Jason Head, a paleontologist at the University of Nebraska-Lincoln and his colleagues describe the reptile – named Barbaturex morrisoni – this week in the scientific journal Proceedings of the Royal Society B. It lived in the strange days when the Earth's poles were ice-free and atmospheric carbon dioxide levels were nearly twice what they are today, and, at six feet long and upwards of 60 pounds, it was one of the largest known lizards ever to walk on land.
B. morrisoni's remains had been waiting for the sun a long time. The giant lizard's remains were unearthed in Myanmar – a country located between the Horse Latitudes – in the 1970s, but they languished at the University of California Museum of Paleontology until a few years ago, when Head and his team began examining them.
Dr. Head noticed that the reptile's jawbone sported ridges that, in some modern lizards, support flaps of soft tissue that give them a bearded appearance. He concluded that this ancient creature woke up one morning and got itself a beard, so he gave it the genus name Barbaturex, which means "bearded king."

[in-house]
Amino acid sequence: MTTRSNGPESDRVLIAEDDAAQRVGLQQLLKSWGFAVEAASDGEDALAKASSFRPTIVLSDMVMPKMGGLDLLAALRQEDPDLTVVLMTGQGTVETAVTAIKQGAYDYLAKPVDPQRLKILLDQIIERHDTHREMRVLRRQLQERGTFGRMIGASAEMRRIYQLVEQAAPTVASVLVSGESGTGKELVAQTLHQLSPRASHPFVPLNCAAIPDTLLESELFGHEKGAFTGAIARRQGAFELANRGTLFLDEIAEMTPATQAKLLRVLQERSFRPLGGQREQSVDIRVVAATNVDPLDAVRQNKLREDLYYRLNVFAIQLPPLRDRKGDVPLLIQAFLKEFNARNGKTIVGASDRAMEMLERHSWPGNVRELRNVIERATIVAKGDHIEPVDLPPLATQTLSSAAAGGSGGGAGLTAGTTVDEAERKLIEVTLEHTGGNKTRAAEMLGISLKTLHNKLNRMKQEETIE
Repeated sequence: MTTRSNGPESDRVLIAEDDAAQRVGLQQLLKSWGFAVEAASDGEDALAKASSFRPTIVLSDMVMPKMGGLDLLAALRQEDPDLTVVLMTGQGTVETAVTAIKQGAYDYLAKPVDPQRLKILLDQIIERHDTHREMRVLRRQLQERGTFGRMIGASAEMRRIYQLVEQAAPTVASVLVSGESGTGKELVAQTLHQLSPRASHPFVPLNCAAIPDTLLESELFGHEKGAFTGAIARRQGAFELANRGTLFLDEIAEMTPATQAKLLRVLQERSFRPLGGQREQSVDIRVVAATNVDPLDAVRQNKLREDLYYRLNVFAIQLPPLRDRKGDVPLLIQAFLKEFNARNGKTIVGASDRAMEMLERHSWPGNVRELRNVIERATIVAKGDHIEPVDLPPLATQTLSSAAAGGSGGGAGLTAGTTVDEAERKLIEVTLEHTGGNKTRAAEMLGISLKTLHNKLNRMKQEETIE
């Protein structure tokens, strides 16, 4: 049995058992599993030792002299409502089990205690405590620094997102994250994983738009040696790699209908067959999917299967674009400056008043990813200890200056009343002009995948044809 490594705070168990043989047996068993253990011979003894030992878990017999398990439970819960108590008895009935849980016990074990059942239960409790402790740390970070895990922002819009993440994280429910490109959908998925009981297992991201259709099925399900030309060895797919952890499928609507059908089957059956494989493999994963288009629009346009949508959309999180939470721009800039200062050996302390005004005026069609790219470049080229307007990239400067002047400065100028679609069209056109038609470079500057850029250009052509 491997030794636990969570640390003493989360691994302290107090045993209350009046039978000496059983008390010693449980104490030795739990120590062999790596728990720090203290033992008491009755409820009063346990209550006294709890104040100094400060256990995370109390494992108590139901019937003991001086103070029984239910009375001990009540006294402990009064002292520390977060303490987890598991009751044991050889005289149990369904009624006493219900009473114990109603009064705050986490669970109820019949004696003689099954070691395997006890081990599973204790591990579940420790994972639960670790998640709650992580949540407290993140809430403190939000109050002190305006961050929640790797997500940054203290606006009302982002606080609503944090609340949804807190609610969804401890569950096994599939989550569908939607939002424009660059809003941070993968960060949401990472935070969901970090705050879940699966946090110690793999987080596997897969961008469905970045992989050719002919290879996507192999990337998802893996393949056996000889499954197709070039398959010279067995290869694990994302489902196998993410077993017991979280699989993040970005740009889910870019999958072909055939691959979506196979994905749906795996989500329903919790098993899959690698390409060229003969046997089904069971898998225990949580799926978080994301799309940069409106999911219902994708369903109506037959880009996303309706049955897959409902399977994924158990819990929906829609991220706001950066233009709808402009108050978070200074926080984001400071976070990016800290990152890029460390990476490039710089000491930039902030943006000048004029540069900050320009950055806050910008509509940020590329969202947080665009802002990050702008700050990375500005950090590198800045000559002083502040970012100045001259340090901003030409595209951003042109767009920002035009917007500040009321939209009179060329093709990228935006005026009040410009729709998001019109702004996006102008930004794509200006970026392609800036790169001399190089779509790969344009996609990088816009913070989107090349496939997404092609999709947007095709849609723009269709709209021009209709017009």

Head was surprised by how big the lizard was. Modern-day plant-eating lizards, such as iguanas, tend to be much smaller than their mammalian counterparts. That B. morrisoni managed to compete with other mammals for food and resources could mean that the size of lizards is not limited by predation by mammals, but by climate.
So exactly how does Mr. Mojo Risin' fit into all of this? Oh, don't ask why.
"I was listening to The Doors quite a bit during the research," Head said, in a UNL press release. "Some of their musical imagery includes reptiles and ancient places, and Jim Morrison was of course 'The Lizard King,' so it all kind of came together."
(This is the end.)